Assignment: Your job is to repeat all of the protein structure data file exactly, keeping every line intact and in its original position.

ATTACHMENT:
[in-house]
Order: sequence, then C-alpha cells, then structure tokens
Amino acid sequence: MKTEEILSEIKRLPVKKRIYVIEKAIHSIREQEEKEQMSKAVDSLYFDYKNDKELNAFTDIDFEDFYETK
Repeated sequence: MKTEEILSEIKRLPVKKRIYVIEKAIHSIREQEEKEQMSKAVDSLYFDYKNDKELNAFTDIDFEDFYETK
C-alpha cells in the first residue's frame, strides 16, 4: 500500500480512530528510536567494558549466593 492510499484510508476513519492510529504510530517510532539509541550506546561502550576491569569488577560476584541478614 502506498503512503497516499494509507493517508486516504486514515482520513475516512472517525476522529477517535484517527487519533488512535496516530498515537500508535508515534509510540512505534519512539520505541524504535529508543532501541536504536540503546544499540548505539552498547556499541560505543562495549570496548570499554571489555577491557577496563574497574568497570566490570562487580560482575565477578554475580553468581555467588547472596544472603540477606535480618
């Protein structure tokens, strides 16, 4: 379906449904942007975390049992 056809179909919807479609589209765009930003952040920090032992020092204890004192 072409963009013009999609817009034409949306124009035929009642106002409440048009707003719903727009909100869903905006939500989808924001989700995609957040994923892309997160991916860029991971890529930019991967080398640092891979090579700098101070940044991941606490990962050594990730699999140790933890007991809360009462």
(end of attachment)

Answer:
[in-house]
Order: sequence, then C-alpha cells, then structure tokens
Amino acid sequence: MKTEEILSEIKRLPVKKRIYVIEKAIHSIREQEEKEQMSKAVDSLYFDYKNDKELNAFTDIDFEDFYETK
Repeated sequence: MKTEEILSEIKRLPVKKRIYVIEKAIHSIREQEEKEQMSKAVDSLYFDYKNDKELNAFTDIDFEDFYETK
C-alpha cells in the first residue's frame, strides 16, 4: 500500500480512530528510536567494558549466593 492510499484510508476513519492510529504510530517510532539509541550506546561502550576491569569488577560476584541478614 502506498503512503497516499494509507493517508486516504486514515482520513475516512472517525476522529477517535484517527487519533488512535496516530498515537500508535508515534509510540512505534519512539520505541524504535529508543532501541536504536540503546544499540548505539552498547556499541560505543562495549570496548570499554571489555577491557577496563574497574568497570566490570562487580560482575565477578554475580553468581555467588547472596544472603540477606535480618
């Protein structure tokens, strides 16, 4: 379906449904942007975390049992 056809179909919807479609589209765009930003952040920090032992020092204890004192 072409963009013009999609817009034409949306124009035929009642106002409440048009707003719903727009909100869903905006939500989808924001989700995609957040994923892309997160991916860029991971890529930019991967080398640092891979090579700098101070940044991941606490990962050594990730699999140790933890007991809360009462």